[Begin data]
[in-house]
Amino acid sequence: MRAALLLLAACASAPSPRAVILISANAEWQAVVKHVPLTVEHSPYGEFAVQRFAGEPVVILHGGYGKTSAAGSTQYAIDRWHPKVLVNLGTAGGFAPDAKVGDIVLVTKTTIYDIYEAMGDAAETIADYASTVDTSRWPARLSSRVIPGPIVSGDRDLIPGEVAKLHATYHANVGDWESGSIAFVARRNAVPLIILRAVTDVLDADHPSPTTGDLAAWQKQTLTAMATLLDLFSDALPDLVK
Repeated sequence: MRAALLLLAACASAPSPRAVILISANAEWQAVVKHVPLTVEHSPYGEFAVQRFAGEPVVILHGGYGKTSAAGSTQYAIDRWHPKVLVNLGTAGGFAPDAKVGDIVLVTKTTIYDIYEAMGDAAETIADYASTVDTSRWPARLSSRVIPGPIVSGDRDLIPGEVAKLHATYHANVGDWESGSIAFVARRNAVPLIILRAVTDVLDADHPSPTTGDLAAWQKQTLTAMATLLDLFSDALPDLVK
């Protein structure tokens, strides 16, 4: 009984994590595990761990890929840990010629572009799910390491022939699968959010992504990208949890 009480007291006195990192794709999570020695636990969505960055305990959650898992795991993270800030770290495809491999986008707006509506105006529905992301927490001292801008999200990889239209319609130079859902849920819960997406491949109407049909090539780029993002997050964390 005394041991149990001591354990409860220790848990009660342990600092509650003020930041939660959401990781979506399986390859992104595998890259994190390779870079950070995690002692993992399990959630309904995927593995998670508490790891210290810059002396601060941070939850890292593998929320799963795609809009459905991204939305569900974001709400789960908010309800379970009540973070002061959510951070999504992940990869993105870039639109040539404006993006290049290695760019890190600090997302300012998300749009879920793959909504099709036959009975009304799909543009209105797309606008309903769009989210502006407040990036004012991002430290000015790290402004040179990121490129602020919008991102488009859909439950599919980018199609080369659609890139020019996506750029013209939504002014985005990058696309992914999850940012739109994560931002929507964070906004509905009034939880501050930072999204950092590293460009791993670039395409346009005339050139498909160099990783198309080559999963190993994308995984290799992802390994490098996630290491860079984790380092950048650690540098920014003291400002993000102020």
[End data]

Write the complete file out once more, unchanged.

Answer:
[in-house]
Amino acid sequence: MRAALLLLAACASAPSPRAVILISANAEWQAVVKHVPLTVEHSPYGEFAVQRFAGEPVVILHGGYGKTSAAGSTQYAIDRWHPKVLVNLGTAGGFAPDAKVGDIVLVTKTTIYDIYEAMGDAAETIADYASTVDTSRWPARLSSRVIPGPIVSGDRDLIPGEVAKLHATYHANVGDWESGSIAFVARRNAVPLIILRAVTDVLDADHPSPTTGDLAAWQKQTLTAMATLLDLFSDALPDLVK
Repeated sequence: MRAALLLLAACASAPSPRAVILISANAEWQAVVKHVPLTVEHSPYGEFAVQRFAGEPVVILHGGYGKTSAAGSTQYAIDRWHPKVLVNLGTAGGFAPDAKVGDIVLVTKTTIYDIYEAMGDAAETIADYASTVDTSRWPARLSSRVIPGPIVSGDRDLIPGEVAKLHATYHANVGDWESGSIAFVARRNAVPLIILRAVTDVLDADHPSPTTGDLAAWQKQTLTAMATLLDLFSDALPDLVK
């Protein structure tokens, strides 16, 4: 009984994590595990761990890929840990010629572009799910390491022939699968959010992504990208949890 009480007291006195990192794709999570020695636990969505960055305990959650898992795991993270800030770290495809491999986008707006509506105006529905992301927490001292801008999200990889239209319609130079859902849920819960997406491949109407049909090539780029993002997050964390 005394041991149990001591354990409860220790848990009660342990600092509650003020930041939660959401990781979506399986390859992104595998890259994190390779870079950070995690002692993992399990959630309904995927593995998670508490790891210290810059002396601060941070939850890292593998929320799963795609809009459905991204939305569900974001709400789960908010309800379970009540973070002061959510951070999504992940990869993105870039639109040539404006993006290049290695760019890190600090997302300012998300749009879920793959909504099709036959009975009304799909543009209105797309606008309903769009989210502006407040990036004012991002430290000015790290402004040179990121490129602020919008991102488009859909439950599919980018199609080369659609890139020019996506750029013209939504002014985005990058696309992914999850940012739109994560931002929507964070906004509905009034939880501050930072999204950092590293460009791993670039395409346009005339050139498909160099990783198309080559999963190993994308995984290799992802390994490098996630290491860079984790380092950048650690540098920014003291400002993000102020």